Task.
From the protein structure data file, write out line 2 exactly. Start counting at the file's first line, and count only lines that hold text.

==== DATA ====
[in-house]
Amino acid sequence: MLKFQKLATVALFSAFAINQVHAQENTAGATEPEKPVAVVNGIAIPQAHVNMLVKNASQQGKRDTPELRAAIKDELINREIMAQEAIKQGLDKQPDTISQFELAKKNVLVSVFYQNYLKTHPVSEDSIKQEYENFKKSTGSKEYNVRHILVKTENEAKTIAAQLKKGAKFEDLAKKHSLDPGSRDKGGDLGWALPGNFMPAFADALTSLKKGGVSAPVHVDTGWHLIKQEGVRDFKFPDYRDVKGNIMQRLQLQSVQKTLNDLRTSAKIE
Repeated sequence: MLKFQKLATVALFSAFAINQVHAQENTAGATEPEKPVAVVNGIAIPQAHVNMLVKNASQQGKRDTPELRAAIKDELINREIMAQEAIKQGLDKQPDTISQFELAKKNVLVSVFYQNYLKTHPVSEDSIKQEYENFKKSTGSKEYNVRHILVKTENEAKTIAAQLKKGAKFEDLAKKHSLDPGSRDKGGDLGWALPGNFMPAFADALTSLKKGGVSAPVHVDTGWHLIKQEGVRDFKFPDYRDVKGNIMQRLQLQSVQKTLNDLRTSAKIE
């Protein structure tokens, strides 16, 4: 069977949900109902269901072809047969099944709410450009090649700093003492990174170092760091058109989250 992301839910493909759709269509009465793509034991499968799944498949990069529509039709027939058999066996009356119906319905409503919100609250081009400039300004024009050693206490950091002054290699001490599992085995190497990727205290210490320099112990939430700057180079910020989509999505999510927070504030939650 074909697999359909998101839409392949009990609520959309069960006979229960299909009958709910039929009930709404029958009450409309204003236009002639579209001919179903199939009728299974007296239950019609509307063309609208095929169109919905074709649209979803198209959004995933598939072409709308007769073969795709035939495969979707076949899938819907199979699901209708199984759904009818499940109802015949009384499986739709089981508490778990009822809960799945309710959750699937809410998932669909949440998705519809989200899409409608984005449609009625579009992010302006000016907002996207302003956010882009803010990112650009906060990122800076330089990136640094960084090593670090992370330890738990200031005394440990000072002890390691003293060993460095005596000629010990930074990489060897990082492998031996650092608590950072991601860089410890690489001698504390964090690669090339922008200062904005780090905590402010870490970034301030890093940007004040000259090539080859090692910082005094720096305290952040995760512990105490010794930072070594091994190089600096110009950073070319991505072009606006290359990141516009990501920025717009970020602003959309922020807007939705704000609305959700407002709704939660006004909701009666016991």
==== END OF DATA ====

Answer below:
Amino acid sequence: MLKFQKLATVALFSAFAINQVHAQENTAGATEPEKPVAVVNGIAIPQAHVNMLVKNASQQGKRDTPELRAAIKDELINREIMAQEAIKQGLDKQPDTISQFELAKKNVLVSVFYQNYLKTHPVSEDSIKQEYENFKKSTGSKEYNVRHILVKTENEAKTIAAQLKKGAKFEDLAKKHSLDPGSRDKGGDLGWALPGNFMPAFADALTSLKKGGVSAPVHVDTGWHLIKQEGVRDFKFPDYRDVKGNIMQRLQLQSVQKTLNDLRTSAKIE